The cold weather was tough as temperatures dipped down low last week in Texas, causing gulf waters to get very, very cold. In fact, more than 1,000 sea turtles have been rescued in the wake of last week’s arctic blast, a massive infusion of cold air that brought ice and snow and bone-chilling temperatures to much of the Lone Star State, including the entire Texas coast. As of February 7, it appeared that the turtles suffered minimal mortality during rehab and most were in the process of being released back into the Gulf.
Aerial flyover today was expected to provide a better handle on impacts to the fisheries, but initial reports indicate only minor isolated fish kills. Fisheries professionals in Texas will be focusing efforts in the days ahead on assessing resource impacts. Among the conservation measures employed to help protect the resource was a set of temporary fishing closures around deepwater thermal refuges and a voluntary suspension of barge traffic in the Lower Laguna Madre.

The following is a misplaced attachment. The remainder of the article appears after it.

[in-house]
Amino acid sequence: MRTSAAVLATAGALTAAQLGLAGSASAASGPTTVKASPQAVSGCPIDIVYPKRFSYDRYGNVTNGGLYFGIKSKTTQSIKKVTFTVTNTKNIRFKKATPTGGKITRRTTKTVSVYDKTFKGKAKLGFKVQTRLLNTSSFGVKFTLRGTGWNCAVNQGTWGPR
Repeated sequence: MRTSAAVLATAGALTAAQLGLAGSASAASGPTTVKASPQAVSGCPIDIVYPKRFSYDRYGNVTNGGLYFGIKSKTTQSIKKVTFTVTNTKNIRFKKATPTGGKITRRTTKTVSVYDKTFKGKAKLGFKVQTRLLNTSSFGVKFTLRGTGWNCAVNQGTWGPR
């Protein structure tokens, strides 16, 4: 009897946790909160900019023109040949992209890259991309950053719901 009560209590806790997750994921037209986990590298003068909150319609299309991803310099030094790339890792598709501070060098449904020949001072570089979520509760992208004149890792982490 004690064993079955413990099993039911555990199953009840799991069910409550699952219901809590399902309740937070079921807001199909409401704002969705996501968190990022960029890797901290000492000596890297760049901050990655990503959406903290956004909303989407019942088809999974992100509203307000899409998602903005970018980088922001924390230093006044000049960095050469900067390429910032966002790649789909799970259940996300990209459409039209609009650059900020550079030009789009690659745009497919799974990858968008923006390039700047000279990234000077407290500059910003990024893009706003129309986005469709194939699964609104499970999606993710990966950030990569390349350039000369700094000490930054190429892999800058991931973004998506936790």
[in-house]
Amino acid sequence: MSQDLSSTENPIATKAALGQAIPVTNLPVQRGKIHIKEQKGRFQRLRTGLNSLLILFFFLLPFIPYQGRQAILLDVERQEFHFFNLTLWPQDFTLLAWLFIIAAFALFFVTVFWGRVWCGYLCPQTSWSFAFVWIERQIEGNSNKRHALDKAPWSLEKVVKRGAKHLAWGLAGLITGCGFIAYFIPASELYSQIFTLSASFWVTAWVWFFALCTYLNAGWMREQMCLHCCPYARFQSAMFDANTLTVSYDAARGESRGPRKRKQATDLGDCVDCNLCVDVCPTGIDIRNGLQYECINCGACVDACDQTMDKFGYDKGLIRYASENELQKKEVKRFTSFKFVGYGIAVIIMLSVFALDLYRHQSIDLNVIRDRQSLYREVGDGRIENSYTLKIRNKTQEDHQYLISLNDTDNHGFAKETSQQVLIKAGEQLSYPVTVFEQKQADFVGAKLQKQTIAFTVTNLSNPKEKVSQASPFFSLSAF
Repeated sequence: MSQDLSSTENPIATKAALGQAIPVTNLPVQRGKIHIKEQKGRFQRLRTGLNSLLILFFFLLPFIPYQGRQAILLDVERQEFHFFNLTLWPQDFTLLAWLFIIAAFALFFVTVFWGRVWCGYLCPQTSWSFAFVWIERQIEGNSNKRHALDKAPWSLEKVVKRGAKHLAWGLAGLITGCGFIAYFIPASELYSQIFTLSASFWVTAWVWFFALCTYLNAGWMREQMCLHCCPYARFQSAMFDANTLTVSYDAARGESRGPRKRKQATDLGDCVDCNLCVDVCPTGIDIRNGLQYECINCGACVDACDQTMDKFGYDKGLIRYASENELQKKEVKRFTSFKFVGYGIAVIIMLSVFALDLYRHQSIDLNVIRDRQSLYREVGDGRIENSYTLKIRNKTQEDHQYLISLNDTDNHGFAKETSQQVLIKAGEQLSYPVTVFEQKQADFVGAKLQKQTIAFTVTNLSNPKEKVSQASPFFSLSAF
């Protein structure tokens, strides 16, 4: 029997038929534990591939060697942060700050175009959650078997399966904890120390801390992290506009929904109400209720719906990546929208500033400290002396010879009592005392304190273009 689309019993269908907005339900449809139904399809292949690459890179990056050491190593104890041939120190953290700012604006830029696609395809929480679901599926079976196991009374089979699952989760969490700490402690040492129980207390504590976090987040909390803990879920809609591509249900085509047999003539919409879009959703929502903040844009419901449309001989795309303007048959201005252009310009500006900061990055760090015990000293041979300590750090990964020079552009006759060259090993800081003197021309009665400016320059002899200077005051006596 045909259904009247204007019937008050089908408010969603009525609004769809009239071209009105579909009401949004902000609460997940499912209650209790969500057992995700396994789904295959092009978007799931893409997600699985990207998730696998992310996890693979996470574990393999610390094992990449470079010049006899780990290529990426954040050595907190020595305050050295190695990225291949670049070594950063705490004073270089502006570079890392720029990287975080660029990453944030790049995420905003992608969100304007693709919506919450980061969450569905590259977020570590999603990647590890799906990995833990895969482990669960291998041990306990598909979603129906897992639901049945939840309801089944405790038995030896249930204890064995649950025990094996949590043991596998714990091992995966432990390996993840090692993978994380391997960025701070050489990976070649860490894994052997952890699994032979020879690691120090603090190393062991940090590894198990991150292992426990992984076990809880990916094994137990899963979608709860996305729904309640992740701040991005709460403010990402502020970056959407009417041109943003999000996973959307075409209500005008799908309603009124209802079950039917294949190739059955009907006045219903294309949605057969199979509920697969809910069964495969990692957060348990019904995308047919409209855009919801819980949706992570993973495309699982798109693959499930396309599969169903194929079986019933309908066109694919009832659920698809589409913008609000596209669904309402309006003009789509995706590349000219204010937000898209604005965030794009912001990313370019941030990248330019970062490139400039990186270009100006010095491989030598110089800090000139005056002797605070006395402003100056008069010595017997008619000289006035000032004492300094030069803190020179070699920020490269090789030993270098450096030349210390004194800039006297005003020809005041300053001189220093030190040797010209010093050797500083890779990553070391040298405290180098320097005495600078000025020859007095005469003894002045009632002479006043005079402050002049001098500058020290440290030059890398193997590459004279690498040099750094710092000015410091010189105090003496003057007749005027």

Extreme cold weather is tough on both wildlife and habitat. Fish and reptiles are no different. An important fact to keep in mind is that animal populations rise and fall with climatic conditions. Although it appears no major impacts have occurred on fisheries or turtle resources in the gulf, you know wildlife professionals will be keeping an eye on the situation.